Everything about the experience was a sweet rush of sense memory. From peeling off the cellophane wrapping, to opening the fold and reading the liner notes, I was in Heaven. And, happily, the whole package is wonderful. I especially appreciate the inclusion of a complete lyrics sheet, which allows you to read them without manhandling the album cover or a disc sleeve if they had been printed either place.
So, how's the record? Awesome! I fell in love with the show immediately (my review HERE), and revisiting the Chad Beguelin-Matthew Sklar score brought back a flood of images from a great, fun evening at the theater. But it also allows for exciting discoveries - Easter eggs, if you will. In short, there are hilarious bits, sharp turns of phrase, and a sweet sentimentality. My favorite thing is getting to listen to the salute to Broadway woven throughout this delicious score. Among my favorites are the tributes to Godspell and Evita, made all the more glorious by the belty vocals of Tony nominee Beth Leavel.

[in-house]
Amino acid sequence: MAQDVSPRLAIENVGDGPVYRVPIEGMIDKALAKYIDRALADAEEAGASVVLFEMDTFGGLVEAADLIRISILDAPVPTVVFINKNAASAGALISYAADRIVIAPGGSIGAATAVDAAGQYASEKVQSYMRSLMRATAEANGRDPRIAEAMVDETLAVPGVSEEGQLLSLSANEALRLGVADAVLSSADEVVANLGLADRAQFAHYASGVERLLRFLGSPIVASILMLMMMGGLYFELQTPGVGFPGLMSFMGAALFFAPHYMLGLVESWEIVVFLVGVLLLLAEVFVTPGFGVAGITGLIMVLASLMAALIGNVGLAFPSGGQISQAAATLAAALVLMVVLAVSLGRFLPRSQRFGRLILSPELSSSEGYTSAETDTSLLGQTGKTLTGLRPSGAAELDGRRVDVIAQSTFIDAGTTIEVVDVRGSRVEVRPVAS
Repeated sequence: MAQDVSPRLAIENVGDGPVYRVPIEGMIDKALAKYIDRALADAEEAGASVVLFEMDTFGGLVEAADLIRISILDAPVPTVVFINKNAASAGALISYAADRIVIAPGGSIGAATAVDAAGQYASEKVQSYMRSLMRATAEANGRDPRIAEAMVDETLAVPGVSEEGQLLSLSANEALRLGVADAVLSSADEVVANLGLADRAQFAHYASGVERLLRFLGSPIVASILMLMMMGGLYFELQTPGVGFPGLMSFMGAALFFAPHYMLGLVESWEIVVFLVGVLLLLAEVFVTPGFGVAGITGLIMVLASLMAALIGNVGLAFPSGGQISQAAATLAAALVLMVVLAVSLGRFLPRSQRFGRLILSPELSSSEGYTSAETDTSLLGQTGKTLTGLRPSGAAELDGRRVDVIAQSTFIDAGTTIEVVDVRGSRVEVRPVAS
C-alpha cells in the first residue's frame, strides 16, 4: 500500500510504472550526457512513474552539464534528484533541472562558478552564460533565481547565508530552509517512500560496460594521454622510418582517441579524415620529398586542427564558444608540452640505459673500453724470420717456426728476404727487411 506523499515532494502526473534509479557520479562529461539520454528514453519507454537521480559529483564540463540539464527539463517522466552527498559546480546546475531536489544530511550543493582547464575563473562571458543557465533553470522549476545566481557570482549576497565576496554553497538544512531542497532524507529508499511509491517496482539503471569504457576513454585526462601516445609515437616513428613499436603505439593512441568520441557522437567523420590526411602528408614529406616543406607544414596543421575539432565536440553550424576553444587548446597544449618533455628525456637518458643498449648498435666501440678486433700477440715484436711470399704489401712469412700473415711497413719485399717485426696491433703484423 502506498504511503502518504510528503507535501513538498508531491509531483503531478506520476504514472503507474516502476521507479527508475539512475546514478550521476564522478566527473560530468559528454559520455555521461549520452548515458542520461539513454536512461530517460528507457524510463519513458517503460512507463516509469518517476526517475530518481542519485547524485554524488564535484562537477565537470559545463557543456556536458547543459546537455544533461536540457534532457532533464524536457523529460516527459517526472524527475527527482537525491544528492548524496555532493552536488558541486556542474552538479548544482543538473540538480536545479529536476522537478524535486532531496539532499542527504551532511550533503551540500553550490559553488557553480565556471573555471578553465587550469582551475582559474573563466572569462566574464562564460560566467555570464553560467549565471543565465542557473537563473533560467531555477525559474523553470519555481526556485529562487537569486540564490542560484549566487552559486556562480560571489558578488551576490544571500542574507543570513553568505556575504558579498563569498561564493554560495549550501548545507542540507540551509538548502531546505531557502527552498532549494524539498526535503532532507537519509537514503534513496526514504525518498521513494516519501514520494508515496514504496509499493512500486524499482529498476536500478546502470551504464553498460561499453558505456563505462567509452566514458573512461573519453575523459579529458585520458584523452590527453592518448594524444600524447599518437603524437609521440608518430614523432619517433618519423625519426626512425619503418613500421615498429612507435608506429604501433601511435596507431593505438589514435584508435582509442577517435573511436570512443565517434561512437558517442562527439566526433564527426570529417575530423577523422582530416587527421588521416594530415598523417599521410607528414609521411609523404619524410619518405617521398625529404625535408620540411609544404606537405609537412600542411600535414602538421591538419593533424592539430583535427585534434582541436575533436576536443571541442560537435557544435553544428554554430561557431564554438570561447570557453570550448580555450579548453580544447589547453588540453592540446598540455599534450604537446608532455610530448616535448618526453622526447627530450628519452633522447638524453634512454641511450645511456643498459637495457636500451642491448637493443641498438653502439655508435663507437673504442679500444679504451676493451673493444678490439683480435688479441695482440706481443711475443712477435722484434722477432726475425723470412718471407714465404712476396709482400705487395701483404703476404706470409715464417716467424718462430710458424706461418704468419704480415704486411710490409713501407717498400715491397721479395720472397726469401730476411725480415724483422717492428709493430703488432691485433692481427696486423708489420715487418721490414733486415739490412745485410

As in the show, the second record offers up tour de force performances, one after the other. It would be unfair - impossible, even - to pick out a favorite, because I enjoy each for entirely different reasons. Act Two begins with that Chicago-esque/Fosse gem, "Zazz," featuring my favorite Broadway hoofer, Angie Schworer, and continues with that scathing (and riotously funny) indictment on the right, "Love Thy Neighbor," featuring Christopher Sieber. But the real standouts come from Leavel, who absolutely kills it with the faux signature number, "The Lady's Improving," and her fellow Tony nominee, Brooks Ashmanskas, who has never been better than he is in the utterly joyous "Barry Is Going to Prom."
Each act ends with fabulous production numbers and they come across very well here. But, alas, they also point out the one shortcoming of this album. There are no videos or even written instructions for how to do those Casey Nicholaw dances!!
(Photos by J. Kyler)
Post a Comment